I, like many of you, am angry, confused, shocked, and disheartened. I have attempted to reserve my thoughts out of fear of speaking out of turn but I cannot censor my heart.
This year, I spent the Fourth of July in Savannah, Georgia -- a city that is no stranger to the fight for civil rights. During my time there, my mother "made" my 8-year-old nephew, 91-year-old grandmother, and other family members and me take a Black History Tour of the city. I reluctantly went, thinking that I knew pretty much everything that there was to see.
I'll admit it: I glossed over the "whipping tree" that was used for the public beating of blacks. I spent just a few seconds looking at the "jar of marbles" that was used to prevent blacks from voting by having them guess the number of marbles. I was stoic sitting in the oldest African-American church in North America, which is ironically only a few blocks from Paula Deen's restaurant, Lady and Sons.
When we finished the tour, we drove back to Statesboro, Georgia to the 120-plus acre farm that my grandfather sharecropped and later bought in the early 1950. During the drive my boyfriend, whose family was not direct descendants of slaves, asked me what did it feel like to experience the tour and contemplate the magnitude of how far "we as black Americans" have come. I thought about it for a while, and told him I was afraid that I had become desensitized to "the struggle." I told him I was cognizant and academically educated on racial discord in the U.S., but at times, I felt too far removed emotionally due to my naïve perception of a post-racial society.
Fast forward three weeks where the Zimmerman trial held many of us in suspense. Although I was disappointed in the prosecution and their case, I was confident that George Zimmerman would be found guilty and justice for Trayvon would prevail.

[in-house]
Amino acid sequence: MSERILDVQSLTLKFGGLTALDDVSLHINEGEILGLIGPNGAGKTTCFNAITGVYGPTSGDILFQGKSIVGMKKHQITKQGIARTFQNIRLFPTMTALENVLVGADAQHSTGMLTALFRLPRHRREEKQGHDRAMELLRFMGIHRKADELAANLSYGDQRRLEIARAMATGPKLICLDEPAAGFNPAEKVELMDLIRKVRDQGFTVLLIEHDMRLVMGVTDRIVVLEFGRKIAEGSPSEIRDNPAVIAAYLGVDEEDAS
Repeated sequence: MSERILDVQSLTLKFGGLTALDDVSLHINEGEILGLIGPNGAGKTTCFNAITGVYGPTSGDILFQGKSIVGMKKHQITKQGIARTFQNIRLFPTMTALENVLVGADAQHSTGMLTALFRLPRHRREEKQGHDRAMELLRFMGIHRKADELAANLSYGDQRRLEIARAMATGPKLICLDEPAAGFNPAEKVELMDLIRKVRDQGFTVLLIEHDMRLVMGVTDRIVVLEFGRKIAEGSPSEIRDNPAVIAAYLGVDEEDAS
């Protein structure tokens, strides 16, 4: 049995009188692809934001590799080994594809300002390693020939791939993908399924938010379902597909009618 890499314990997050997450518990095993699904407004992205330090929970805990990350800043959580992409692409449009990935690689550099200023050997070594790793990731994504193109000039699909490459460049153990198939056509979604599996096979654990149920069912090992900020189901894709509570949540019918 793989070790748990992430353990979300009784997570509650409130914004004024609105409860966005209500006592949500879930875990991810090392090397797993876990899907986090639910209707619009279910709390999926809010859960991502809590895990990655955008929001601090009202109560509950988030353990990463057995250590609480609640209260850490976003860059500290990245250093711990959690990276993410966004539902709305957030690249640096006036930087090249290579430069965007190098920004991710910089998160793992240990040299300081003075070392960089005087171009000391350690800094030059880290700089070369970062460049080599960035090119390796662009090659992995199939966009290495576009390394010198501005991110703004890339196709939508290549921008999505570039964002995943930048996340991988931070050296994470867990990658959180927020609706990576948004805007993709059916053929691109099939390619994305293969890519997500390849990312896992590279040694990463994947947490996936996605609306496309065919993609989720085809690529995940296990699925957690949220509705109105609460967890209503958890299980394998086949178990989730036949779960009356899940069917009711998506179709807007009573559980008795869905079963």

I was wrong. I was naïve. But, sadly, I do not think I am alone. Many of us are too far removed from the fight that are parents, grandparents, and civil rights leaders experienced in order for us to be where we are today. In our generation's terms, "THE STRUGGLE IS REAL."
Young Black America, we have collectively witnessed our modern day Emmett Till, the public approval and silent consensus for the disregard for a black life. Sadly, this has happened too many times before: Amadou Diallo, Kimani Gray, Patrick Dorismond, Timothy Standbury, Sean Bell, Traveres McGill.
After after receiving news of the verdict, I was reminded by the innumerable times when my mother would tell me to "sit up straight, behave, don't raise your voice in public, don't congregate in groups, walk with a purpose, and remember, that 'they' are always watching you and expecting you to fail." I often thought that my mother's "isms" were over the top in an uphill attempt to raise a refined lady. I now realize that she was doing exactly what her mother and grandmother did: fighting to raise a black child in a country that expects the worse for them.